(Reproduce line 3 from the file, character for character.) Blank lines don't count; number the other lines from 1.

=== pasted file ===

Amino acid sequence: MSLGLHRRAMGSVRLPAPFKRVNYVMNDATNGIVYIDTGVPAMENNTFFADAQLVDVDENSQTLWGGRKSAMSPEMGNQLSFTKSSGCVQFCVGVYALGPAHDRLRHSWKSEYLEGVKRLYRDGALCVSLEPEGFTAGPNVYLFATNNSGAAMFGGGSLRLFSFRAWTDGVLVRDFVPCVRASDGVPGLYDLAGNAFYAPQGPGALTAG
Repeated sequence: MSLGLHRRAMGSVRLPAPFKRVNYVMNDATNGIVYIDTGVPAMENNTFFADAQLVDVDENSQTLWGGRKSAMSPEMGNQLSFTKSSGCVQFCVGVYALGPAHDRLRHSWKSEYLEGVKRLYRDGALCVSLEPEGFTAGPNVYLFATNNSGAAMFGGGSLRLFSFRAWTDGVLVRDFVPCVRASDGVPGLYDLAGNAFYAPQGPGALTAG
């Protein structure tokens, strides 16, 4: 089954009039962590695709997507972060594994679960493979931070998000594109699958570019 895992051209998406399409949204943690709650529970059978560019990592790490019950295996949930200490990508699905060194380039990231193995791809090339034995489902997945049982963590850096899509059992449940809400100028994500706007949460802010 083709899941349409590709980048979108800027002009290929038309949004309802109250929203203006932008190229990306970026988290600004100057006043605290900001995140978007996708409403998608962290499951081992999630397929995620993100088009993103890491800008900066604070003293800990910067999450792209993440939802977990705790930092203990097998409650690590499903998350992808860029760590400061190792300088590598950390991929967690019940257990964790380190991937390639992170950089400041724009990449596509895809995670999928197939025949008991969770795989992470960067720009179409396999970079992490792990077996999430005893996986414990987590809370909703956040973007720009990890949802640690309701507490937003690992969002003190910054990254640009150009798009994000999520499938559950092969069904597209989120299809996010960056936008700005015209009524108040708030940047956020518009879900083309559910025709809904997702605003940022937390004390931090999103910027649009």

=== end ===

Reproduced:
């Protein structure tokens, strides 16, 4: 089954009039962590695709997507972060594994679960493979931070998000594109699958570019 895992051209998406399409949204943690709650529970059978560019990592790490019950295996949930200490990508699905060194380039990231193995791809090339034995489902997945049982963590850096899509059992449940809400100028994500706007949460802010 083709899941349409590709980048979108800027002009290929038309949004309802109250929203203006932008190229990306970026988290600004100057006043605290900001995140978007996708409403998608962290499951081992999630397929995620993100088009993103890491800008900066604070003293800990910067999450792209993440939802977990705790930092203990097998409650690590499903998350992808860029760590400061190792300088590598950390991929967690019940257990964790380190991937390639992170950089400041724009990449596509895809995670999928197939025949008991969770795989992470960067720009179409396999970079992490792990077996999430005893996986414990987590809370909703956040973007720009990890949802640690309701507490937003690992969002003190910054990254640009150009798009994000999520499938559950092969069904597209989120299809996010960056936008700005015209009524108040708030940047956020518009879900083309559910025709809904997702605003940022937390004390931090999103910027649009």